sub prime meltdown


Some of the same strategies that landed sub-prime borrowers in trouble are becoming increasingly popular among the rich as wealth-management tools. [NYT]


Smaller cities that missed the housing bubble have also missed its burst, and people are actually making money off the sale of their homes. [NYT]

California Foreclosures Hit New Quarterly Record: 16,683

California Foreclosures Hit New Quarterly Record: 16,683

The number of homeowners losing their house to foreclosure shot to a new record of 31,676 in the last quarter of 2007, Los Angeles Times reports. Research firm DataQuick says that 41% of homeowners currently in default can keep their homes if they bring their payments current, refinance, or sell their home, down from 71% the year prior. Hey, at least it’s sunny.

Monthly Mortgage Rate Resets, 2007-2016

Monthly Mortgage Rate Resets, 2007-2016

Credit Slips’ Adam Levitin takes a look into the possibly even grimmer future of the housing market. We’ll let him explain it because he’s smart:

…this graph from Credit Suisse is the most sobering thing I’ve seen in a while. Mortgage_rate_resets It shows that most of the interest rate resets ahead aren’t subprime, but are instead Alt-A and option-ARMs…


FTC takes heat for giving credit bureaus a special exception that allowed them to make lists of people who just filled out a loan application and sell them as leads to subprime lenders. [USA Today via U.S. PIRG Consumer Blog]

Critics Decry Feds' Weak Predatory Lending Plan

Critics Decry Feds' Weak Predatory Lending Plan

The Fed proposed new sub-prime lending rules designed to protect consumers from predatory lending practices, in the future. You know, because the most important thing is to prepare for the next sub-prime meltdown. Critics were quick to lambaste the plans:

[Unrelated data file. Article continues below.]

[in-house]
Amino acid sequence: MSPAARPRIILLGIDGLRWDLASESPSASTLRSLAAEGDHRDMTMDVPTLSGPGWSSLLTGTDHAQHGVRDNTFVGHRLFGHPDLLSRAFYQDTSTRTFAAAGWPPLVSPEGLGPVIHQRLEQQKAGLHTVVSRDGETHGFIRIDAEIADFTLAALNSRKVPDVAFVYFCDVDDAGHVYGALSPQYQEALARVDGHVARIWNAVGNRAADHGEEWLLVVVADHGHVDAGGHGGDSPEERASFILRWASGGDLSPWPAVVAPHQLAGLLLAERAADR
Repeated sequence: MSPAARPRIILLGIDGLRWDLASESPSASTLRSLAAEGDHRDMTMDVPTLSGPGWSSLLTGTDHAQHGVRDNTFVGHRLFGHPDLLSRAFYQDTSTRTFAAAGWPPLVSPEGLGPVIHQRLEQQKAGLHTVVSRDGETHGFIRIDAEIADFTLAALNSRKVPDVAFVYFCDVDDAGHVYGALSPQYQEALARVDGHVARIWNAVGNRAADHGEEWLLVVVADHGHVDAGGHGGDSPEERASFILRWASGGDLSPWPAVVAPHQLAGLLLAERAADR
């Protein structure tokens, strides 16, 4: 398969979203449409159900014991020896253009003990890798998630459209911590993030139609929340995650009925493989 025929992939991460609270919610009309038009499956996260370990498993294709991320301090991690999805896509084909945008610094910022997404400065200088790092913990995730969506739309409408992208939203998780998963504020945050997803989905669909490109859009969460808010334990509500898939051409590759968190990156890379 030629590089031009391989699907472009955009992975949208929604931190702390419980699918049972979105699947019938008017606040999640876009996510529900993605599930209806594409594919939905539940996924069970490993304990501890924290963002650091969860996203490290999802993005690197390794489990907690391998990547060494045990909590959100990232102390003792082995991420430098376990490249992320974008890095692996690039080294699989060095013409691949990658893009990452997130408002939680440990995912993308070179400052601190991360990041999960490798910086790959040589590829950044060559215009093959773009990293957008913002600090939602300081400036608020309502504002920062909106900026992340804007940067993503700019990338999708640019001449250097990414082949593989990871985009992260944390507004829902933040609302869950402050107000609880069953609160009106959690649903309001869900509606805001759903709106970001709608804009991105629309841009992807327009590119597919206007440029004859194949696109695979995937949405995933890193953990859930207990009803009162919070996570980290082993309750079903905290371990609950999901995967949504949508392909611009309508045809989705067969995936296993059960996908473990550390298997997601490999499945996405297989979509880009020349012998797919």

What if instead of bailing out SIV owners, we were bailing SUV owners? A satirical look at the subprime-meltdown. [ via My Money Blog]


If you’re facing foreclosure, you can call 888-995-HOPE and get free advice from non-profit counselors about how to save your house or at least minimize the damage.


Washington Mutual will lay off over 3,000 people. Sub-prime meltdown continues at brisk pace. [Seattle Post-Intelligencer]

Someone Should Have Stopped This Mortgage

Here’s another mortgage that should have never been made: A single mother earning $34,000 a year buys a ranch house for $385,000 by taking out two mortgages. Her then boyfriend was helping with payments, but then there wasn’t more more construction work. Blogger JLP figures she was probably putting 86% of her income towards the mortgage.


The Fed infuses money supply to banks with $8 billion. Come on boys, we know you can avoid a recession, put your nose to the grindstone and win one for the Gipper! [NYT]

32 More Foreclosures Dismissed For Lack Of Documentation

In Ohio, judges have dismissed 32 more foreclosures due to insufficient documentation. This is no white-knight that’s going to save homeowners at risk for foreclosure. One law prof told us that whenever we go through a glut of foreclosures, judges start clamping down and begin requiring the plaintiffs to have all their papers in order. It’s all just a matter of getting the note from the loan originators, who usually hold on to all the proper paperwork.

What To Do When Rental Gets Foreclosed?

2 weeks ago both my wife and I got a summons, that let us know that our landlord was being sued by the bank he financed the house through, for not paying his mortgage since July of this year…


Deutsche Bank tried to foreclose on 14 properties in Ohio, but the federal court judge determined that the bank couldn’t sufficiently prove that it actually owned the mortgage notes, and dismissed the case. [IamFacingForeclosure]


Merril Lynch a $7.9 BILLION write-down from sub-prime mortgage losses. [CNN Money]


Risky mortgages weren’t just for the poor and financially unsophisticated, spikes in high-rate loans were seen across the income spectrum. [WSJ via Consumer World Blog]


U.S. strip malls vacancies are up to a 5 1/2 year high of 7.4%, ripples of the sub-prime meltdown. [WSJ]


A increase in spammers trying to capitalize on the housing crisis can mean only one thing: spammers can read newspapers. [Symantec]